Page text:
Race for the Cure Is Being Won
Nearly everyone is thinking about cancer these days thanks to the Ken Burns film on PBS, "Cancer: The Emperor of All Maladies."
All of us, including Mr. Burns himself, who as a child lost his mother to cancer, know a family member or a close friend who has died of the Killer C.
The film tells us the magnitude of the murderous disease we are up against: "Cancer is a worldwide scourge. The fastest growing disease on earth. By 2030 there will be as many as 22 million cases worldwide. Cancer afflicts 1.7 million Americans each year and kills 600,000 of them. More will die from cancer over the next two years than died in combat in all the wars the United States has ever fought ? combined."
That's terribly, true but it hides the good news, that doesn't get enough play in this film. And that is the astonishing progress that has been made in diagnosing and treating cancer.
No, there isn't a cure. But we are getting there and the treatments since Brian Piccolo's famous bout with cancer nearly half a century ago are nearly miraculous. In 20 years, 1.5 million lives have been saved because of medical know how and highly effective new treatments.
The reason cancer deaths have been on the rise over the last half century because other maladies have been largely eradicated. People used to die of typhoid fever, tuberculosis, influenza, and bronchitis all diseases that were major killers and of children.
Cancer is an old-age/degenerative disease. Alas, you have to die of something. A century ago, cancer and heart disease were the cause of about one-quarter of all deaths. Today, they account for almost half of all deaths. One American every minute of every day is a cancer casualty.
But the all-important age-adjusted death rate from cancer is falling in the United States and much of the rest of the world (see chart).
For any particular age groupparticularly the youngcancer is less threatening than ever before. This is true of almost every type of cancer, including leukemiawhich is a killer of children.
The most impressive strides have been made in reducing cancer deaths for women. The age-standardized breast cancer death rate for women has fallen by one-third over the past 50 years.
One of the prevalent myths about cancer is that environmental factorssuch as air pollutionhave caused a cancer epidemic. The truth is that improvements in air and water quality over the past 30 years have contributed to the decline in cancer death rates.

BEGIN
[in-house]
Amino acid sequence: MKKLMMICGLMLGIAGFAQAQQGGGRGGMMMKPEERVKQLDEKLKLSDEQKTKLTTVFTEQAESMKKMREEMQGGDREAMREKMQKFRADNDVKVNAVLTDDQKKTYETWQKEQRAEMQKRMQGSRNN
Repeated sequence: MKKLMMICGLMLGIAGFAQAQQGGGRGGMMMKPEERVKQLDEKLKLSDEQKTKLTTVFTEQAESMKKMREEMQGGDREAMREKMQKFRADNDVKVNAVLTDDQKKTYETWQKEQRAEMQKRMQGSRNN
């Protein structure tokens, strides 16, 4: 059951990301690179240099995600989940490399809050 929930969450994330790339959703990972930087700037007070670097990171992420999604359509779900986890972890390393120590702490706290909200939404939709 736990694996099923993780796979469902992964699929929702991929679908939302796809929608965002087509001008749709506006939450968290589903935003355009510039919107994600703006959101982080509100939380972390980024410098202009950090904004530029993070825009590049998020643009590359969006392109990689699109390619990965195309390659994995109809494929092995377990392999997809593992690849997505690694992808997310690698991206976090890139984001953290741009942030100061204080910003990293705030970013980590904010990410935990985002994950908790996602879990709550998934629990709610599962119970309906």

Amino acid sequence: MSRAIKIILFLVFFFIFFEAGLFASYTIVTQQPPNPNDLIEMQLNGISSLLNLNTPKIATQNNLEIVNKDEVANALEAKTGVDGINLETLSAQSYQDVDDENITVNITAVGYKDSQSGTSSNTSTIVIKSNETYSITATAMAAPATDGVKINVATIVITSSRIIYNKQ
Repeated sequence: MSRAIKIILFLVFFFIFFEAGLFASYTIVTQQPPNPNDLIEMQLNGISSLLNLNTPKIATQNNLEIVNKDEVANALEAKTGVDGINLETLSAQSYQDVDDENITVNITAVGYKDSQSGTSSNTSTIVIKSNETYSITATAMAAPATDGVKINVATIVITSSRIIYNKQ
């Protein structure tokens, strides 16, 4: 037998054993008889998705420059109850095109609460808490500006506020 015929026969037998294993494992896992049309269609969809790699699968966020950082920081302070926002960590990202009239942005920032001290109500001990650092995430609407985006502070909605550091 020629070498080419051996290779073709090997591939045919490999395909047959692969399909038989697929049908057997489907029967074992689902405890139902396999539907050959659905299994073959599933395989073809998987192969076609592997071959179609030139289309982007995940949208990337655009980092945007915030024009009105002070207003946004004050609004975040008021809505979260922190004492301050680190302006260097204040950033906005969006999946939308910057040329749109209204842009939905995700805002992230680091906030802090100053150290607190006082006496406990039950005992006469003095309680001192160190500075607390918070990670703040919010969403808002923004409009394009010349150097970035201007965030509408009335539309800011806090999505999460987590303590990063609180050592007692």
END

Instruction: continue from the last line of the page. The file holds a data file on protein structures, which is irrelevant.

Another myth is that the decline in cancer deaths is happening for the "haves" but not the "have nots."
The film's experts make a politically-correct call for universal health care as a way to treat cancer. The poor are not getting treatments, we are led to believe. But cancer survival rates are rising for EVERYONE the young and the old, the rich and the poor, blacks and whites, men and women.
Yes, minorities and blacks have higher rates of cancer deaths than whites and wealthy Americans. But for many types of cancer, the rate of death of cancer is falling faster for minorities than for whites.
For whites, the survival rate for cancer is up from 39 percent in 196063 to about 65 percent now. For blacks the probability of survival has roughly risen from one in four in the early 1960s to well over one in two today. The cancer gap is SHRINKING.
At one time, to contract cancer was to receive a death warrant. Not so any more. Why is that? The answer is that we are a wealthy nation that is filled with problem solvers. We have dedicated tens of billions of dollars in public and private dollars to conquer this malady.
Economic freedom has not just made us wealthier; it has made us healthier, as we say all the time at the Heritage Foundation. Socialism doesn't stand a chance in finding cures. Capitalism will.
Finally, the greatest setback for cancer research and wonder treatments in modern times is Obamacare. That dismal law puts new taxes on the next generation of life-saving drugs, vaccines, and medical devices. It may be the dumbest tax in history.
Mr. President, if you want more of something, you don't raise taxes on it, you cut them. Repealing these taxes is one small step Washington could take to accelerate the race for the cure and save millions of lives each year.
What are we waiting for?
Stephen Moore is an economist at the Heritage Foundation.